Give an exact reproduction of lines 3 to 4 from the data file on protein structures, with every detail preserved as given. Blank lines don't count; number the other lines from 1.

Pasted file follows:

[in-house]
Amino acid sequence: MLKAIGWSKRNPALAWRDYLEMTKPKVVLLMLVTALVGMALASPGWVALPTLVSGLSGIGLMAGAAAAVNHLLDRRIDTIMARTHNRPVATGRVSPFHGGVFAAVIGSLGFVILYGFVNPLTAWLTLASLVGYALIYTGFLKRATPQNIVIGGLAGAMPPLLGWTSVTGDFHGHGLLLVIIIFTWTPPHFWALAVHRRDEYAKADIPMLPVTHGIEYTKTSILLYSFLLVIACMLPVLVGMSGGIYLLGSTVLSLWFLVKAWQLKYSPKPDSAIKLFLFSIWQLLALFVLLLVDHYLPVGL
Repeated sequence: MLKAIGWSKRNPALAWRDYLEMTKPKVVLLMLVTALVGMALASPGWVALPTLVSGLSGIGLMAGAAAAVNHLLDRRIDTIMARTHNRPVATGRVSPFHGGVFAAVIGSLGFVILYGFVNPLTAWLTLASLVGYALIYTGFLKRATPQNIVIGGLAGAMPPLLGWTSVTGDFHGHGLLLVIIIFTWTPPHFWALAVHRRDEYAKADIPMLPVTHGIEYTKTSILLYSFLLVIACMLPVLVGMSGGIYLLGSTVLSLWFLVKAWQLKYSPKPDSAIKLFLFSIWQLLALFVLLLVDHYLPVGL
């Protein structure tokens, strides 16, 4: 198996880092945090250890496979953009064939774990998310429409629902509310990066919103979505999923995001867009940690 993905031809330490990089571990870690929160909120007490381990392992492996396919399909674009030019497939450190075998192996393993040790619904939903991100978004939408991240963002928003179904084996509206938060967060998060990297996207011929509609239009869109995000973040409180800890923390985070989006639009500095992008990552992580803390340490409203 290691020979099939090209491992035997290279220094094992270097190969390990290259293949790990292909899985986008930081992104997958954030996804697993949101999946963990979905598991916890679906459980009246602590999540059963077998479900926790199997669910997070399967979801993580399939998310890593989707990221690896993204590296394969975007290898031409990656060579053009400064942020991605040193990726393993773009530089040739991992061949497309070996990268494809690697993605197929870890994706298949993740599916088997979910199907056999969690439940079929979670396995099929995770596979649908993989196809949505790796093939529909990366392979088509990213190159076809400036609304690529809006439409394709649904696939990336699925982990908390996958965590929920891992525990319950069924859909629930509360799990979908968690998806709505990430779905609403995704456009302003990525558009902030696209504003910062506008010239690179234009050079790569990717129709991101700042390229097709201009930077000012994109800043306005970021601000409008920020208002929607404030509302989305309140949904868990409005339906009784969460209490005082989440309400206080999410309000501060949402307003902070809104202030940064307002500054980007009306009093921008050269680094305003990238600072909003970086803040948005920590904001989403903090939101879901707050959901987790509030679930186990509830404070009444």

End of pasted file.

Repeated sequence: MLKAIGWSKRNPALAWRDYLEMTKPKVVLLMLVTALVGMALASPGWVALPTLVSGLSGIGLMAGAAAAVNHLLDRRIDTIMARTHNRPVATGRVSPFHGGVFAAVIGSLGFVILYGFVNPLTAWLTLASLVGYALIYTGFLKRATPQNIVIGGLAGAMPPLLGWTSVTGDFHGHGLLLVIIIFTWTPPHFWALAVHRRDEYAKADIPMLPVTHGIEYTKTSILLYSFLLVIACMLPVLVGMSGGIYLLGSTVLSLWFLVKAWQLKYSPKPDSAIKLFLFSIWQLLALFVLLLVDHYLPVGL
């Protein structure tokens, strides 16, 4: 198996880092945090250890496979953009064939774990998310429409629902509310990066919103979505999923995001867009940690 993905031809330490990089571990870690929160909120007490381990392992492996396919399909674009030019497939450190075998192996393993040790619904939903991100978004939408991240963002928003179904084996509206938060967060998060990297996207011929509609239009869109995000973040409180800890923390985070989006639009500095992008990552992580803390340490409203 290691020979099939090209491992035997290279220094094992270097190969390990290259293949790990292909899985986008930081992104997958954030996804697993949101999946963990979905598991916890679906459980009246602590999540059963077998479900926790199997669910997070399967979801993580399939998310890593989707990221690896993204590296394969975007290898031409990656060579053009400064942020991605040193990726393993773009530089040739991992061949497309070996990268494809690697993605197929870890994706298949993740599916088997979910199907056999969690439940079929979670396995099929995770596979649908993989196809949505790796093939529909990366392979088509990213190159076809400036609304690529809006439409394709649904696939990336699925982990908390996958965590929920891992525990319950069924859909629930509360799990979908968690998806709505990430779905609403995704456009302003990525558009902030696209504003910062506008010239690179234009050079790569990717129709991101700042390229097709201009930077000012994109800043306005970021601000409008920020208002929607404030509302989305309140949904868990409005339906009784969460209490005082989440309400206080999410309000501060949402307003902070809104202030940064307002500054980007009306009093921008050269680094305003990238600072909003970086803040948005920590904001989403903090939101879901707050959901987790509030679930186990509830404070009444």